Think dietary fiber is just for digestive health? Think again.
Specific fibers known as prebiotics can improve sleep and boost stress resilience by influencing gut bacteria and the potent biologically active molecules, or metabolites, they produce, new University of Colorado Boulder research shows.
“The biggest takeaway here is that this type of fiber is not just there to bulk up the stool and pass through the digestive system,” says Robert Thompson, a postdoctoral researcher in the Department of Integrative Physiology and lead author of the study, published in the journal Scientific Reports, in a release. “It is feeding the bugs that live in our gut and creating a symbiotic relationship with us that has powerful effects on our brain and behavior.”
Food for Our Bugs
Most people are familiar with probiotics, friendly bacteria present in fermented foods like yogurt and sauerkraut. More recently, scientists have taken an interest in prebiotics—dietary compounds that humans cannot digest but serve as nourishment for our microbiome, or the trillions of bacteria residing within us. While not all fibers are prebiotics, many fibrous foods like leeks, artichokes, onions, and certain whole grains are rich in them.
For the study, the researchers started adolescent male rats on either standard chow or chow infused with prebiotics and tracked an array of physiological measures before and after the rats were stressed.
As reported in the researchers’ previous study, those on the prebiotic diet spent more time in restorative non-rapid-eye-movement (NREM) sleep. After stress, they also spent more time in rapid-eye-movement (REM) sleep, which is believed to be critical for recovery from stress.
While rats eating standard chow saw an unhealthy flattening of the body’s natural temperature fluctuations and a drop in healthy diversity of their gut microbiome after stress, those fed prebiotics were buffered from these effects.
The new study sheds light on how prebiotics can help bust stress.
“We know that this combination of dietary fibers helps promote stress robustness and good sleep and protects the gut microbiome from disruption. With this new study, we wanted to try to identify the signal,” says senior author and Integrative Physiology Professor Monika Fleshner, director of the Stress Physiology Laboratory.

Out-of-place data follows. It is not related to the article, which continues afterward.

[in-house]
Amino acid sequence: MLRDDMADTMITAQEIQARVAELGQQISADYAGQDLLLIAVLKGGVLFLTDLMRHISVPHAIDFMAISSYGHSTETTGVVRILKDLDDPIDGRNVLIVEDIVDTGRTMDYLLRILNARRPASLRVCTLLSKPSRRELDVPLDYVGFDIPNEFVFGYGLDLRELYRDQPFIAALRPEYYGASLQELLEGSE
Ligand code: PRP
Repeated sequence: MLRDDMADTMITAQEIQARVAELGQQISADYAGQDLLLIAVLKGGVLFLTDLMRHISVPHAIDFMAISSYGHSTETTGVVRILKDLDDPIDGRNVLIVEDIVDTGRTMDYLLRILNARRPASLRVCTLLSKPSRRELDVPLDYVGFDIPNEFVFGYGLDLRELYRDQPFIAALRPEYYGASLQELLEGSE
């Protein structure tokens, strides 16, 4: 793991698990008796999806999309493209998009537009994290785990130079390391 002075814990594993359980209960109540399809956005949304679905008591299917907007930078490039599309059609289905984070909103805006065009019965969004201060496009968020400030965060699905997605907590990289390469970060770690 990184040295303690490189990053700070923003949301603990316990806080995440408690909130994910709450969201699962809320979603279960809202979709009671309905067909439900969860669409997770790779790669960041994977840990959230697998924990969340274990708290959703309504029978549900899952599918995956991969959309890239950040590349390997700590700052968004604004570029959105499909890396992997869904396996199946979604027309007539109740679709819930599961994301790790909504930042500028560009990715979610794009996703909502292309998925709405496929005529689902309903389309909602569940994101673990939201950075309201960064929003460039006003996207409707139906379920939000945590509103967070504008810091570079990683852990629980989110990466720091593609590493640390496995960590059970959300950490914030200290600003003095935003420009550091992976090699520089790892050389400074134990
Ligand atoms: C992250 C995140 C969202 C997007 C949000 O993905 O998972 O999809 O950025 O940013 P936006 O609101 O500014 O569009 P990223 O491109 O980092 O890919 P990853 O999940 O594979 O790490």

Using a technology called mass spectrometry to analyze the rats’ fecal samples, the researchers measured metabolites, or bioactive small molecules produced by bacteria as food is broken down.
They found rats on the prebiotic diet had a substantially different “metabolome,” or make-up of metabolites. Theirs was higher in dozens of them, including fatty acids, sugars and steroids which may, via gut-brain signaling pathways, influence behavior. The rats’ metabolome also looked different after stress.
For instance, the rats on the standard chow diet saw dramatic spikes in allopregnanolone precursor and Ketone Steroid, potentially sleep-disrupting metabolites, while those on the prebiotic diet saw no such spike.
“Our results reveal novel signals that come from gut microbes that may modulate stress physiology and sleep,” says Fleshner.
In Search of a Better Sleeping Pill
While prebiotic dietary fiber is certainly healthy, it’s uncertain whether just loading up on foods rich in it can promote sleep. The rats were fed very high doses of four specific prebiotics, including: galactooligosaccharides, which are present in lentils and cabbage; polydextrose (PDX) an FDA-approved food additive often used as a sweetener; lactoferrin, found in breast milk; and milk fat globular protein, abundant in dairy products.
“You’d probably have to eat a whole lot of lentils and cabbage to see any effect,” says Thompson.
Prebiotic supplements already abound on natural food store shelves. But Fleshner said it’s too soon to say whether a supplement or drug containing such compounds would be safe and effective for everyone. Depending on what their microbial make-up is, different people might respond differently.
“These are powerful molecules with real neuroactive effects and people need to exercise some caution,” she says.
Human studies are already in the works at CU Boulder.
Ultimately, Fleshner believes what they are learning in her lab could lead to a new class of options for people who can’t sleep but don’t like taking narcotics.
“Armed with this information, we might be able to develop a targeted therapeutic that boosts the molecules that buffer against stress and tamps down the ones that seem to disrupt sleep,” she says. “It’s exciting to think about.”